Epilepsy drug trial gives hope for Dravet syndrome sufferers

IT was a chance finding in the testing of an appetite ­suppressant 30 years ago.

As a side observation, the drug was shown to reduce ­seizures in ­children who had one of the deadliest and difficult to treat types of epilepsy.

Fenfluramine was pulled from the market after being linked to heart problems when used as a weight-loss treatment but in 2002, a Belgian Royal Decree allowed the drug back into laboratories.

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Ryan Holland, 13, suffered seizures so severe his parents feared his life would soon be cut short. Picture: Mark Stewart
Now, an international ­clinical trial is seeing children — ­including Victorians — ­seizure-free for the first time in their lives, giving neurologists a promising new treatment for Dravet syndrome.

Ryan Hulland’s family has driven more than 10,000km this year, mostly one-day 800km round trips from their Swan Hill farm to the Austin Hospital in Heidelberg, for him to take part in the trial.

Since the first year of his life, the 13-year-old has lost consciousness and suffered ­violent seizures two to three times a week.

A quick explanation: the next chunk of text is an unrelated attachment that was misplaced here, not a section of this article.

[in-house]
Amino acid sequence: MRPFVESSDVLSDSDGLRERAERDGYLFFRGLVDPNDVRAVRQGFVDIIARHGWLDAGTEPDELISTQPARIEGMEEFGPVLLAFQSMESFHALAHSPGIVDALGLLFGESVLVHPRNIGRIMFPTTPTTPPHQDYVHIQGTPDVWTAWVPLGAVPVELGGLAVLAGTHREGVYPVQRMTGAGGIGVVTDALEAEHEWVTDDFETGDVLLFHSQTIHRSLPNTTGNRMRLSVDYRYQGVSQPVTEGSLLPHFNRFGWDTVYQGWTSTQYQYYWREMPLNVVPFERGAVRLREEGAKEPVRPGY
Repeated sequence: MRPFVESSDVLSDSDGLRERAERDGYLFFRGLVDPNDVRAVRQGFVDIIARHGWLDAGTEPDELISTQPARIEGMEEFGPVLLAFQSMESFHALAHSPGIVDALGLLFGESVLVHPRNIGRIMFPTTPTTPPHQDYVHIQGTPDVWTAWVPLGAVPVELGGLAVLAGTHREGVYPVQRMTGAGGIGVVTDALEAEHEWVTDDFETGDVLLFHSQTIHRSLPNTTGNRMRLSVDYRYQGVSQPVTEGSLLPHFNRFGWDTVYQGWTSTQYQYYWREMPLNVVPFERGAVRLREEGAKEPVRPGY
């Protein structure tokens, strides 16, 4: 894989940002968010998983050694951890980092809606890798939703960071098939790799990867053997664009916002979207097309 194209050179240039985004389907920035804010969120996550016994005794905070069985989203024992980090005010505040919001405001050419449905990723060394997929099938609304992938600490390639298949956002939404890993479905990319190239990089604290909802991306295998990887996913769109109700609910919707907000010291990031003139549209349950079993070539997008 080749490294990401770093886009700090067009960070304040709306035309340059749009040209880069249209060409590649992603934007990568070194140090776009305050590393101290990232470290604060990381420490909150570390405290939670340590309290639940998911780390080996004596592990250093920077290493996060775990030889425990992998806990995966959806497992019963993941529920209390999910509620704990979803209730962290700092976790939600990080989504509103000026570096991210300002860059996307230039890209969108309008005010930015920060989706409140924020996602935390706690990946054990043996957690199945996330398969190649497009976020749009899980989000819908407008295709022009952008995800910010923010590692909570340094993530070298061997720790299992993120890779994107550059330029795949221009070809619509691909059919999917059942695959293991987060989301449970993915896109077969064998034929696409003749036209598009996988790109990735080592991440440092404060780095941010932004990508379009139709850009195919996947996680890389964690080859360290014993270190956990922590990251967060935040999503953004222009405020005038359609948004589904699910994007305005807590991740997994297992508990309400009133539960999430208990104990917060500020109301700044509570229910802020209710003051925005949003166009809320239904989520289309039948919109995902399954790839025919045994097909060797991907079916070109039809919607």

Dravet has a mortality rate of 15 per cent by age 20 — higher than many childhood cancers — because in adoles­cence, the risk rises of big seizures many never wake from.

Now that Ryan has been ­seizure-free since starting the trial in March, mum Joanna said she no longer needed to check on him every 10 minutes.

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Ryan Holland, 13, with mother Joanne. Picture: Mark Stewart
“He has improved his cognitive ability. He’s free to do what he likes,” Mrs Hulland said. “In another few years, this disease will no longer be a catastrophic form of epilepsy.

“The future of these kids is something different now.”

The phase III trial of 119 ­patients is due to finish early next year, so it’s not yet known for sure — despite his stunning results — whether Ryan is ­receiving the drug or a placebo.

Ryan Hulland’s family has driven more than 10,000km this year, mostly one-day 800km round trips from their Swan Hill farm to the Austin Hospital in Heidelberg, for him to take part in the trial.

Since the first year of his life, the 13-year-old has lost consciousness and suffered ­violent seizures two to three times a week.

This last phase of the trial has seen convulsive seizures at least halve in 70 per cent of ­patients on the drug, compared to 7 per cent on placebo.

Austin Health paediatrics director Ingrid Scheffer said the drug looked set to be “hugely life-changing” for Dravet patients.

“It may be that this drug is good for other several epilepsies,” Prof Scheffer said.

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